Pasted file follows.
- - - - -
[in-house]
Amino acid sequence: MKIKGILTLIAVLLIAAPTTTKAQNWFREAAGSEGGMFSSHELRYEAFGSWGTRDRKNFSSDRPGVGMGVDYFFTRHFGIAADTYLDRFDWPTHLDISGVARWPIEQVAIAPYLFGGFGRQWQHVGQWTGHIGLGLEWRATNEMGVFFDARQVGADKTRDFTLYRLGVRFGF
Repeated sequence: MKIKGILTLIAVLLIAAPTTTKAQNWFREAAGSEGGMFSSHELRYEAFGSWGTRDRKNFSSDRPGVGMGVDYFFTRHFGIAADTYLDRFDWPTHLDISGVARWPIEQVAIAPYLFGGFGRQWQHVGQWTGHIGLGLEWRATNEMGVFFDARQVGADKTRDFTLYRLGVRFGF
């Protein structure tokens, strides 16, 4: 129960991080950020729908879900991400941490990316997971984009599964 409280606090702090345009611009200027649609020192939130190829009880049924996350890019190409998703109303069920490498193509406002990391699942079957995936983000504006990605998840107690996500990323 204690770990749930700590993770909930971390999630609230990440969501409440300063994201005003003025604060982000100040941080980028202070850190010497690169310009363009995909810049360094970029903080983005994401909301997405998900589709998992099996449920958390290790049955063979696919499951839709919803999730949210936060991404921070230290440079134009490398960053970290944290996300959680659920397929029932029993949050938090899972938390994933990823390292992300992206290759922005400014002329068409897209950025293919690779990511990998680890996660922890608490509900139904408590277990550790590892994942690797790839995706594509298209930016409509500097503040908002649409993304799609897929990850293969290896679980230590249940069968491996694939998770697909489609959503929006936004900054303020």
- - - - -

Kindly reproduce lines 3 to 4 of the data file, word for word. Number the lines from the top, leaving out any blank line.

Repeated sequence: MKIKGILTLIAVLLIAAPTTTKAQNWFREAAGSEGGMFSSHELRYEAFGSWGTRDRKNFSSDRPGVGMGVDYFFTRHFGIAADTYLDRFDWPTHLDISGVARWPIEQVAIAPYLFGGFGRQWQHVGQWTGHIGLGLEWRATNEMGVFFDARQVGADKTRDFTLYRLGVRFGF
């Protein structure tokens, strides 16, 4: 129960991080950020729908879900991400941490990316997971984009599964 409280606090702090345009611009200027649609020192939130190829009880049924996350890019190409998703109303069920490498193509406002990391699942079957995936983000504006990605998840107690996500990323 204690770990749930700590993770909930971390999630609230990440969501409440300063994201005003003025604060982000100040941080980028202070850190010497690169310009363009995909810049360094970029903080983005994401909301997405998900589709998992099996449920958390290790049955063979696919499951839709919803999730949210936060991404921070230290440079134009490398960053970290944290996300959680659920397929029932029993949050938090899972938390994933990823390292992300992206290759922005400014002329068409897209950025293919690779990511990998680890996660922890608490509900139904408590277990550790590892994942690797790839995706594509298209930016409509500097503040908002649409993304799609897929990850293969290896679980230590249940069968491996694939998770697909489609959503929006936004900054303020």